The ‘Grossen Karlsteine’ to the north of Osnabruck in Germany is one of the best known hunebeds in Lower Saxony. Its name is derived from a legend that Charles the Great (or Charlemagne) performed a miracle here by splitting the large capstone in two with a whip. This was seen as a sign from God by the heathen Saxon prince Widukind.

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The hunebed has been famous since the 17th century chiefly because the story of the miracle was recorded in various literary works and depicted in a number of paintings.

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Lithograph by Görges 1844
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According to the legend Charlemagne split the capstone in two with a whip.

The hunebed is also remarkable because of its stones. Just about all hunebeds in the Netherlands and in Northern Germany are built from erratic glacial boulders consisting of granite and gneiss. These were brought here by the ice during the Saalian Ice Age. The ‘Grossen Karlsteine’ however actually consists of local sandstone. This stone comes from a nearby quarry called the Piesberg. That is also the reason why the stones have jagged edges instead of the usual rounded shape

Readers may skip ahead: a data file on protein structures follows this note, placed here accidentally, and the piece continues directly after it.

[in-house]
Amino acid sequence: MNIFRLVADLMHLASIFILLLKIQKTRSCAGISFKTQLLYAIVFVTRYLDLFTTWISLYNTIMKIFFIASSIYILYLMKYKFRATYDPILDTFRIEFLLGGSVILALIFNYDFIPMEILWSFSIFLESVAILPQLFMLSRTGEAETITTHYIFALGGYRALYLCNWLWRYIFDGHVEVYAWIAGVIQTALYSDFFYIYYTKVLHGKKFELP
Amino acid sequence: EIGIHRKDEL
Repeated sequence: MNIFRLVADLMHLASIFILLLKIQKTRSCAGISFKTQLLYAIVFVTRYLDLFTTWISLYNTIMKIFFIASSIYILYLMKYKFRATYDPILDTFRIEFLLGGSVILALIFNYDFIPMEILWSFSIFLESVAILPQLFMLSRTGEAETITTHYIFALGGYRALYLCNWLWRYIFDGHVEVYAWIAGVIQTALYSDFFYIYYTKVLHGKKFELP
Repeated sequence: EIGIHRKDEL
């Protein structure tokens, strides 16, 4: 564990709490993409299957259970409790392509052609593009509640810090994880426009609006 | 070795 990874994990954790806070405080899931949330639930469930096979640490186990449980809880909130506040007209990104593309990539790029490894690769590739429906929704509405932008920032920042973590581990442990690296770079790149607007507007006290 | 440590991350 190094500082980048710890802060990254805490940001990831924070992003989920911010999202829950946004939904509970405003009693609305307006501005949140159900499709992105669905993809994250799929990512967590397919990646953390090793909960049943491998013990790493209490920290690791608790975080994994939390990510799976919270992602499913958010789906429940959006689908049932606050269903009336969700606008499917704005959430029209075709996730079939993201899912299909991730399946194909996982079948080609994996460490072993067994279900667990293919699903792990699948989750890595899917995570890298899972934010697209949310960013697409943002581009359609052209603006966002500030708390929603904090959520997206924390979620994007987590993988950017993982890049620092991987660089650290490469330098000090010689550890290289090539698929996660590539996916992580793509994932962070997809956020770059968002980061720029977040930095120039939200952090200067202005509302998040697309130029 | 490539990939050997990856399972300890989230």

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Grossen Karlsteine, photo: megalithic portal

The largest capstone is 3.7 metres by 2.2 metres and 80 cm thick. The inner chamber is 8.5 metres by 3 metres.

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Close by are the remains of a small hunebed which has acquired the name of the ‘Kleinen Karlsteine’. This is also built with local sandstone.

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Kleinen Karlsteine

The ‘Grossen Karlsteine’ stands on the Route of Megalithic Culture, a motoring route stretching 330 kilometres between Papenburg and Osnabruck. You can find more information about this route at http://www.strassedermegalithkultur.de/en/

Auteur: Harrie Wolters

Translation Alun Harvey

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